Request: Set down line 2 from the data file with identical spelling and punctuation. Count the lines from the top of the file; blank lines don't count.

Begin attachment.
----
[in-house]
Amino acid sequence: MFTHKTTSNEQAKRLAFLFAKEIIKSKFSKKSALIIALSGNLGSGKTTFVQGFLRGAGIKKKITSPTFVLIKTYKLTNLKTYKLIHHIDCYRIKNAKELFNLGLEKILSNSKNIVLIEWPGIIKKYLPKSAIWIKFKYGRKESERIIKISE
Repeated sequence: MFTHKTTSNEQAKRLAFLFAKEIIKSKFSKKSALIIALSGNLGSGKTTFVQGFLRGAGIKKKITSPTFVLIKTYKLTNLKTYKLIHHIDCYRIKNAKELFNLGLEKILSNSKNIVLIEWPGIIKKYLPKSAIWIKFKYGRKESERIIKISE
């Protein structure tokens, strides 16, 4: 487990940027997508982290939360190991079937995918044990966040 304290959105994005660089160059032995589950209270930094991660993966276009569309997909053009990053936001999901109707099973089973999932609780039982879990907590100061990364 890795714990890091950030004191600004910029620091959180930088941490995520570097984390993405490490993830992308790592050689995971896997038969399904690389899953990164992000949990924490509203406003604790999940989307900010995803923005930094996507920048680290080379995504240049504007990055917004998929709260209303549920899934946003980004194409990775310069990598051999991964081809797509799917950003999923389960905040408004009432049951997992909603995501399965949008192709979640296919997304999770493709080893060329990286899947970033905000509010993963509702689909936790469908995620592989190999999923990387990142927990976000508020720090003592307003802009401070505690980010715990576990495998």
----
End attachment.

Amino acid sequence: MFTHKTTSNEQAKRLAFLFAKEIIKSKFSKKSALIIALSGNLGSGKTTFVQGFLRGAGIKKKITSPTFVLIKTYKLTNLKTYKLIHHIDCYRIKNAKELFNLGLEKILSNSKNIVLIEWPGIIKKYLPKSAIWIKFKYGRKESERIIKISE